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Hoffmann, R. A wiki for the life sciences where authorship matters. Nature Genetics (2008)

Kupffer cells and their mediators: the culprits in producing distant organ damage after trauma-hemorrhage.

Posttraumatic activation of macrophages enhances development of systemic inflammation/immunosuppression and organ dysfunction. We hypothesized that Kupffer cells are the main source of monocyte chemoattractant protein-1 (MCP-1) production after trauma-hemorrhage, that administration of 17beta-estradiol (E2) after trauma-hemorrhage modulates MCP-1 release and reduces remote organ damage, and that salutary effects of E2 are mediated via estrogen receptor (ER)-alpha. To test these hypotheses, female B57BL/J6 mice received E2 (50 microg/25 g) or vehicle after trauma-hemorrhage and female 129 Sve ER-beta-/- transgenic mice and ovariectomized wild-type mice received E2 or ER-alpha agonist propyl pyrazole triol (50 microg/25 g) after trauma-hemorrhage. Systemic MCP-1 and interleukin-6 and their release by liver, spleen, and lung macrophages were determined by flow cytometry 4 hours after trauma-hemorrhage. Prior Kupffer cell depletion with gadolinium chloride significantly decreased systemic MCP-1 and interleukin-6 after trauma-hemorrhage and was associated with decreased edema/neutrophil infiltration in lung and liver. Kupffer cells were the only macrophages showing significant MCP-1 release, which was markedly reduced by E2 or propyl pyrazole triol in wild-type and in ER-beta-/- mice. Pretreatment of mice with anti-MCP-1 antiserum prevented an increase in myeloperoxidase and edema in lung and liver. These findings suggest that Kupffer cell-derived MCP-1 plays a major role in remote organ dysfunction after trauma-hemorrhage.[1]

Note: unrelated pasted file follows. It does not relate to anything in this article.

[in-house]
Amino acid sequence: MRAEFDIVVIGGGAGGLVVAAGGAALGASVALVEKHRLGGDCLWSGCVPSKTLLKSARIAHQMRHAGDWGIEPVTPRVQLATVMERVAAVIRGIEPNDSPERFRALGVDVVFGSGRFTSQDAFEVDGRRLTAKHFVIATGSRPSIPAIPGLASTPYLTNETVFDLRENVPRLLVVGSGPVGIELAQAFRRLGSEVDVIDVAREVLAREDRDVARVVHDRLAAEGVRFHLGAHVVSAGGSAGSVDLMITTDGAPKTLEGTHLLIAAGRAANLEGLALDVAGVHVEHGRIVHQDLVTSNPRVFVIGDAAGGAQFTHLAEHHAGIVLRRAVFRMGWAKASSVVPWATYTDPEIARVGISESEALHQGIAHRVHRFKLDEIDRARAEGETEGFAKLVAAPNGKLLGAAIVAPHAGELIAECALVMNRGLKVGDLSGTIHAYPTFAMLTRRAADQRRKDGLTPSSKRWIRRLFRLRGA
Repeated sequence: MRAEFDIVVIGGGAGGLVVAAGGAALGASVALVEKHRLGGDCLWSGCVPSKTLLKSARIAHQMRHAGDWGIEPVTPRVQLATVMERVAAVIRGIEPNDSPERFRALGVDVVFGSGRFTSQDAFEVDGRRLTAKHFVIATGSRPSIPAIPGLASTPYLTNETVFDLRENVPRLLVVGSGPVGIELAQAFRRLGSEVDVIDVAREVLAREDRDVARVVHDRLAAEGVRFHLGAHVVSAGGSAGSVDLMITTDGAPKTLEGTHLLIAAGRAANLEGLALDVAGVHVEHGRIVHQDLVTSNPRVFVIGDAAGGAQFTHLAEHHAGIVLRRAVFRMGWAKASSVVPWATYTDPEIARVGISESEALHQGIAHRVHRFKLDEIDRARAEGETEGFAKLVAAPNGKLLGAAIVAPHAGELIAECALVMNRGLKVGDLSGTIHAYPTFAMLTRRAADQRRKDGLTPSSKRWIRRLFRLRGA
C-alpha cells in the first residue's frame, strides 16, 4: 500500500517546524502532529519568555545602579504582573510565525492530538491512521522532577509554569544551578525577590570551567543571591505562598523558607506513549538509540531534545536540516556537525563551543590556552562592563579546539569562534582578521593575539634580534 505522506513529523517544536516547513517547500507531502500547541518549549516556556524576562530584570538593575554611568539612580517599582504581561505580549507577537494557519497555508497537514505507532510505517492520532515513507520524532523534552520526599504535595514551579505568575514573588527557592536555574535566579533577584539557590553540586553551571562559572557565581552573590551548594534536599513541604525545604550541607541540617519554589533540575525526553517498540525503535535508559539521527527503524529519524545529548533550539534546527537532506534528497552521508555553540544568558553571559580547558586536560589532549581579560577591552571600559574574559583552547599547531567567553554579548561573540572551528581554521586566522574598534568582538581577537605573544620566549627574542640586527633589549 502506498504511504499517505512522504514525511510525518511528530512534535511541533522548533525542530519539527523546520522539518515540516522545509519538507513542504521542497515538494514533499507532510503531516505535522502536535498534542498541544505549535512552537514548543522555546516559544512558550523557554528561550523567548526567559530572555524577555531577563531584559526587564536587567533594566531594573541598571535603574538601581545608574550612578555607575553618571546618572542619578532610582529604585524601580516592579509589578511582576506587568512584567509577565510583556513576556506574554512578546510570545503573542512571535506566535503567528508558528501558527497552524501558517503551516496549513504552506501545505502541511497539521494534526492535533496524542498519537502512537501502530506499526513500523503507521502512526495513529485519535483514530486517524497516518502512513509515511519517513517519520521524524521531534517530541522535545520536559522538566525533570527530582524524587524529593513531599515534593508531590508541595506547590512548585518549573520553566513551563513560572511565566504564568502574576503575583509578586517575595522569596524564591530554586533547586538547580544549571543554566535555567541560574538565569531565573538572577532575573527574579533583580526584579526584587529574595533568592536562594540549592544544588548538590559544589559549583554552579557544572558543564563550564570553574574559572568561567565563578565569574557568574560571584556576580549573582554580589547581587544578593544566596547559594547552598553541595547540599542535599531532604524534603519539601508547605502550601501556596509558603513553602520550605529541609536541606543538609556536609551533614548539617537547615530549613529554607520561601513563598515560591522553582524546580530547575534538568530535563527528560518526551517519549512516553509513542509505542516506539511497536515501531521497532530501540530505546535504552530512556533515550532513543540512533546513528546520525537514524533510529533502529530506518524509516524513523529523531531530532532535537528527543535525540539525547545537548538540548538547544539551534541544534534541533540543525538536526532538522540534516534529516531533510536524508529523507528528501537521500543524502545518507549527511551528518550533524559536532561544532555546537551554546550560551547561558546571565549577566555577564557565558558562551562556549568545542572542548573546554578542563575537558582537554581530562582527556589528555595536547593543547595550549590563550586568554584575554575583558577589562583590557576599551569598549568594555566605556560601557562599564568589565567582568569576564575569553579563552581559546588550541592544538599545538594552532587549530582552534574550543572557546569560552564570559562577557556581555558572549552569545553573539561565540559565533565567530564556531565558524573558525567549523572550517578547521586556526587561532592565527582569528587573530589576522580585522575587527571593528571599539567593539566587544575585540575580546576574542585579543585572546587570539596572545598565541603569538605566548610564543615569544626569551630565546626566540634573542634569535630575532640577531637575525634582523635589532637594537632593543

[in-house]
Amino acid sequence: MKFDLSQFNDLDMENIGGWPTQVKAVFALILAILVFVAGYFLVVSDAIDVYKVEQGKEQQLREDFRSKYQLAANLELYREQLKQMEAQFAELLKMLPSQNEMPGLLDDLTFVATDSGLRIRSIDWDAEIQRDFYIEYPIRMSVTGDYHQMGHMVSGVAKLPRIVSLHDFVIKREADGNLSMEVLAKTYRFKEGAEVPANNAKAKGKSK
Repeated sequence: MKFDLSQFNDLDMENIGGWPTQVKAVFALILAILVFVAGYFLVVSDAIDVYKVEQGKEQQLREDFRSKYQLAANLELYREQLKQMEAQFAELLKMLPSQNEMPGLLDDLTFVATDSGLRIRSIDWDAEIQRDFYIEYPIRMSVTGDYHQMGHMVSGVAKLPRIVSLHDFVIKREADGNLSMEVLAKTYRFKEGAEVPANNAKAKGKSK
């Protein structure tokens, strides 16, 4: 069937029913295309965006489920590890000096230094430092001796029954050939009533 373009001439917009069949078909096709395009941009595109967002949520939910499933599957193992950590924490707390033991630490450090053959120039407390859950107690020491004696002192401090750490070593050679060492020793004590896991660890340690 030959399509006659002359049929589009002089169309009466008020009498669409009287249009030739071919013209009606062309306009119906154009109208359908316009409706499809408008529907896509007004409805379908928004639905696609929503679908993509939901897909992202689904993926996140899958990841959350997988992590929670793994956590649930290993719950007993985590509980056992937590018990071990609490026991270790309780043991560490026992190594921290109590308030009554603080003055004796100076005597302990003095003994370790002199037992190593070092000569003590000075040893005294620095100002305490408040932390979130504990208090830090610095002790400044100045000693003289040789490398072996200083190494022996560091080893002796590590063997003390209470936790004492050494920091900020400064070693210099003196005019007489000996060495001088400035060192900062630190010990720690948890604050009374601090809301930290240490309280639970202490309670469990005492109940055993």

1. Kupffer cells and their mediators: the culprits in producing distant organ damage after trauma-hemorrhage. Hildebrand, F., Hubbard, W.J., Choudhry, M.A., Frink, M., Pape, H.C., Kunkel, S.L., Chaudry, I.H. Am. J. Pathol. (2006) [Pubmed]
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